Let me first say that I'm sure these generals are men of courage. What I don't understand is why that portion of their courage that falls on the political spectrum apparently failed to make an appearance until after their next star was no longer on the line. As my dad points out, they're still "vulnerable," if you'd care to call it that, even in retirement, in that Congress could vote down their pensions, or something like that - but again, if mishandling of Iraq is a matter of conscience, and these men are men of courage and conviction, shouldn't their retirement packages be a secondary concern?
Nonetheless. They've been outtalked not only by the great mass of other retired generals and their active-duty brethren and sistern (as Anything Goes has it), but by the troops themselves, as Strategypage points out:
The mass media ran with the six generals, but got shot down by the troops and their blogs, message board postings and emails. It wasn't just a matter of the "troop media" being more powerful. No, what the troops had going for them was a more convincing reality. Unlike the six generals, many of the Internet troops were in Iraq, or had recently been there. Their opinions were not as eloquent as those of the generals, but they were also more convincing. Added to that was the complaint from many of the troops that, according to the American constitution, it's the civilians (in the person of the Secretary of Defense) that can dismiss soldiers from service, not the other way around.
Emphasis mine, and please note it well. The troops appear to have a better grasp of their place in American society than these few retired generals do - which, given the temperament that goes along with becoming a general, is perhaps not so surprising. A general, like a tenured professor or a CEO, has to have thick skin, unshakeable confidence, and a certain amount of arrogant belief in his or her own superiority, or he (or she) is not general-officer material. However, the framers of the Constitution, aware of this tendency (in spite of their close relationship with General Washington, whose innate arrogance he himself kept in iron check, at least where his civilian bosses were concerned), made it abundantly clear that the civvies were in charge.
All right then. So much for the revolting generals. Strategypage then goes on to the more interesting part - in which we learn that the Internet once again changes everything:
The troops got on line, found each other and have been sharing opinions and experiences, getting to know each other, and doing it all very quickly. The most striking example of this is how it has changed the speed with which new weapons and equipment get into service. Troops have always bought superior commercial equipment, usually from camping and hunting suppliers. And a lot more of that gear has been available in the last decade. Because the word now gets around so quickly via the net, useful new gear is quickly purchased by thousands of troops. After September 11, 2001, with a war on, having the best gear was seen by more troops as a matter of life and death. This quickly got back to politicians, journalists and the military bureaucrats responsible for buying gear for the troops. The quality of the "official issue" gear skyrocketed like never before because of the Internet pressure.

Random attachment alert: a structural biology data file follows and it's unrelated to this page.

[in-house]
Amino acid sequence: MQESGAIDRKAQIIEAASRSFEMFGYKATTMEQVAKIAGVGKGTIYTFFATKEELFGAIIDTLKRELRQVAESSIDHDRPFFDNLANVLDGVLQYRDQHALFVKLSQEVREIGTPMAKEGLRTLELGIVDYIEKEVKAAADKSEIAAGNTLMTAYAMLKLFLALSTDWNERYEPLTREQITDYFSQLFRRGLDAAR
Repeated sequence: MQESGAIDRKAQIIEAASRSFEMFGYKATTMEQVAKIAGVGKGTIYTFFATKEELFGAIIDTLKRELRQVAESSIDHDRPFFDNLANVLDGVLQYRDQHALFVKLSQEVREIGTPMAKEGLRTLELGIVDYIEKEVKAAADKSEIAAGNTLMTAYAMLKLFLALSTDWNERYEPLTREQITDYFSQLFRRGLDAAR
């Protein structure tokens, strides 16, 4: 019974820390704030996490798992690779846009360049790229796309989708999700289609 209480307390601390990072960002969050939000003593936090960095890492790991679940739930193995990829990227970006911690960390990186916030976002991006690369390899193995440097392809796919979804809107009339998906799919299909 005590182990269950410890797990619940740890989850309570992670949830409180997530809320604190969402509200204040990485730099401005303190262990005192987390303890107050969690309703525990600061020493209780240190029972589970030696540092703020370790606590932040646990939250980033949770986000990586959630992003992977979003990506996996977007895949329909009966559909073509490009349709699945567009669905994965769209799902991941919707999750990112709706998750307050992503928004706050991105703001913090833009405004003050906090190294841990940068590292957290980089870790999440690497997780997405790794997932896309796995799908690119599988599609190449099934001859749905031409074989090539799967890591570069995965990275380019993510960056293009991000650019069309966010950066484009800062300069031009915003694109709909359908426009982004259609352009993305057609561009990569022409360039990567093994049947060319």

And more than just gear: Strategypage notes that milbloggers, early on, began to share "tactics and techniques" openly on their (publicly viewable) blogs. The DoD necessarily called a halt to this too-open information sharing - but in contrast to an earlier day, in which the DoD might have tried to hold back the tide and forbid the guys from trying to pass on what may have saved their lives in their last engagement:
The military got into the act by establishing official message boards, for military personnel only, where useful information could be discussed and exchanged. All this rapid information sharing has had an enormous impact on the effectiveness of the troops, something that has largely gone unnoticed by the mass media.
The brass have not tried to discourage all this communication, because the officers use it as well, for the same reasons as the troops.
This is a revolution - in a good way, so far. Strategypage points out that there may be negative consequences to all this connectivity, but that so far the benefits are clear. The military lives in tension: freedom versus imposed discipline (the imposition of discipline, which occurs nearly always without the threat of violence or legal consequences, is only possible because members of the military are themselves disciplined, by temperament or training); openness versus secrecy (which is another self-discipline issue); internal hierarchy versus civilian control (an even larger self-discipline issue, but because the concept is ingrained in our soldiers from the get-go, you won't be seeing a military coup anytime soon in this country). When the ignorant talk about GIs as if they're unlettered adolescents, zipped into inferior armor and sent out with inadequate training to perform an undefined mission, I want to take them by the ear and show them the inside of a Bradley. Your average nineteen- or twenty-year-old GI (who is not your average American soldier in Iraq, by the way) may or may not have read Jane Eyre, but he or she is highly trained, drilled, and disciplined in the mission, knows why he or she is performing that mission, and will perform it to the best of his or her ability out of a sense of pride and duty with which the ignorant critic may be completely unfamiliar.